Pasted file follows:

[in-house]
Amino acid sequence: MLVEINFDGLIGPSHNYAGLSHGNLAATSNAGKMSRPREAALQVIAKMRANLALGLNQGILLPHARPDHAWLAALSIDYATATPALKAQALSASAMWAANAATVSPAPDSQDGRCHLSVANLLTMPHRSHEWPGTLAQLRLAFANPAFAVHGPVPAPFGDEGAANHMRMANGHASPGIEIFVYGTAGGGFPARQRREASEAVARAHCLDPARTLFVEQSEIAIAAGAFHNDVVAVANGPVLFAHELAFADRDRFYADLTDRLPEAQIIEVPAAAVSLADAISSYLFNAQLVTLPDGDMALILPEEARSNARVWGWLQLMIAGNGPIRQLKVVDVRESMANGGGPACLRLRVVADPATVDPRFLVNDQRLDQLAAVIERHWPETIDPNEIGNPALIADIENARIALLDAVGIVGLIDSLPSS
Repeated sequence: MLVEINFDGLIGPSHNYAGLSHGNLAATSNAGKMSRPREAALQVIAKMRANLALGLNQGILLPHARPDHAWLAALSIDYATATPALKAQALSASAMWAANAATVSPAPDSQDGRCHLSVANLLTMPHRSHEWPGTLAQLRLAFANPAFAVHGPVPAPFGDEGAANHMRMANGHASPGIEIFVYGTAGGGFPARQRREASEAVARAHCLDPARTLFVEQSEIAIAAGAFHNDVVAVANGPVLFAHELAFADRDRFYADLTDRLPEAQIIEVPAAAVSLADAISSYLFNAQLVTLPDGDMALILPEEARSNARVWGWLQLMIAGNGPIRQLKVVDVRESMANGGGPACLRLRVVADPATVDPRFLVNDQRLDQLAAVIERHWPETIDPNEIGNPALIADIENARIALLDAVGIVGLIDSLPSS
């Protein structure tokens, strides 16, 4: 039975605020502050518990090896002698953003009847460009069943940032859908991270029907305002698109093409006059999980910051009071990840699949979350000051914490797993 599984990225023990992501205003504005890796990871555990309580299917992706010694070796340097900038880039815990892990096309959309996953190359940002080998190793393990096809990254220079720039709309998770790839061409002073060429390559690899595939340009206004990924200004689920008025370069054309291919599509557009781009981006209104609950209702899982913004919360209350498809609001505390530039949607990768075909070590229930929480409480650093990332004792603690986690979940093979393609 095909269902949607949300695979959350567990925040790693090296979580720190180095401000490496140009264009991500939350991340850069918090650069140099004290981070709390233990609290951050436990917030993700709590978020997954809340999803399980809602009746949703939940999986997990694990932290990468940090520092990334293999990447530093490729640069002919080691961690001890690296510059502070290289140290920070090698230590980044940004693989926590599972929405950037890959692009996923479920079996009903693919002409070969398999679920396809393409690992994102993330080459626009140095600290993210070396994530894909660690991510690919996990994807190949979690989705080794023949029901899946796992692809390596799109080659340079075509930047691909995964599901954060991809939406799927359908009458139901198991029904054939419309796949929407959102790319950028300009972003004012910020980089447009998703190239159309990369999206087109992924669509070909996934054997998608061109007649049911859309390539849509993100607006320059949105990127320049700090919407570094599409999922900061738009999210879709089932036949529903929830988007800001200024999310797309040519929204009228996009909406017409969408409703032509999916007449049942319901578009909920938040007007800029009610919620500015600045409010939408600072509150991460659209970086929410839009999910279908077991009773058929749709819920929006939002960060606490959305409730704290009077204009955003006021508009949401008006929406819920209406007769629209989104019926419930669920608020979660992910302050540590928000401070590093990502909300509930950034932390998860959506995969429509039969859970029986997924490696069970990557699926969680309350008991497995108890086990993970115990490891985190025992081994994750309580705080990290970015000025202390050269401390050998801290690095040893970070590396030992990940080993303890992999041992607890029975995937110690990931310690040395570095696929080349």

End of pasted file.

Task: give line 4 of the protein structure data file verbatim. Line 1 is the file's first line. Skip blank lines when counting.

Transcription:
């Protein structure tokens, strides 16, 4: 039975605020502050518990090896002698953003009847460009069943940032859908991270029907305002698109093409006059999980910051009071990840699949979350000051914490797993 599984990225023990992501205003504005890796990871555990309580299917992706010694070796340097900038880039815990892990096309959309996953190359940002080998190793393990096809990254220079720039709309998770790839061409002073060429390559690899595939340009206004990924200004689920008025370069054309291919599509557009781009981006209104609950209702899982913004919360209350498809609001505390530039949607990768075909070590229930929480409480650093990332004792603690986690979940093979393609 095909269902949607949300695979959350567990925040790693090296979580720190180095401000490496140009264009991500939350991340850069918090650069140099004290981070709390233990609290951050436990917030993700709590978020997954809340999803399980809602009746949703939940999986997990694990932290990468940090520092990334293999990447530093490729640069002919080691961690001890690296510059502070290289140290920070090698230590980044940004693989926590599972929405950037890959692009996923479920079996009903693919002409070969398999679920396809393409690992994102993330080459626009140095600290993210070396994530894909660690991510690919996990994807190949979690989705080794023949029901899946796992692809390596799109080659340079075509930047691909995964599901954060991809939406799927359908009458139901198991029904054939419309796949929407959102790319950028300009972003004012910020980089447009998703190239159309990369999206087109992924669509070909996934054997998608061109007649049911859309390539849509993100607006320059949105990127320049700090919407570094599409999922900061738009999210879709089932036949529903929830988007800001200024999310797309040519929204009228996009909406017409969408409703032509999916007449049942319901578009909920938040007007800029009610919620500015600045409010939408600072509150991460659209970086929410839009999910279908077991009773058929749709819920929006939002960060606490959305409730704290009077204009955003006021508009949401008006929406819920209406007769629209989104019926419930669920608020979660992910302050540590928000401070590093990502909300509930950034932390998860959506995969429509039969859970029986997924490696069970990557699926969680309350008991497995108890086990993970115990490891985190025992081994994750309580705080990290970015000025202390050269401390050998801290690095040893970070590396030992990940080993303890992999041992607890029975995937110690990931310690040395570095696929080349």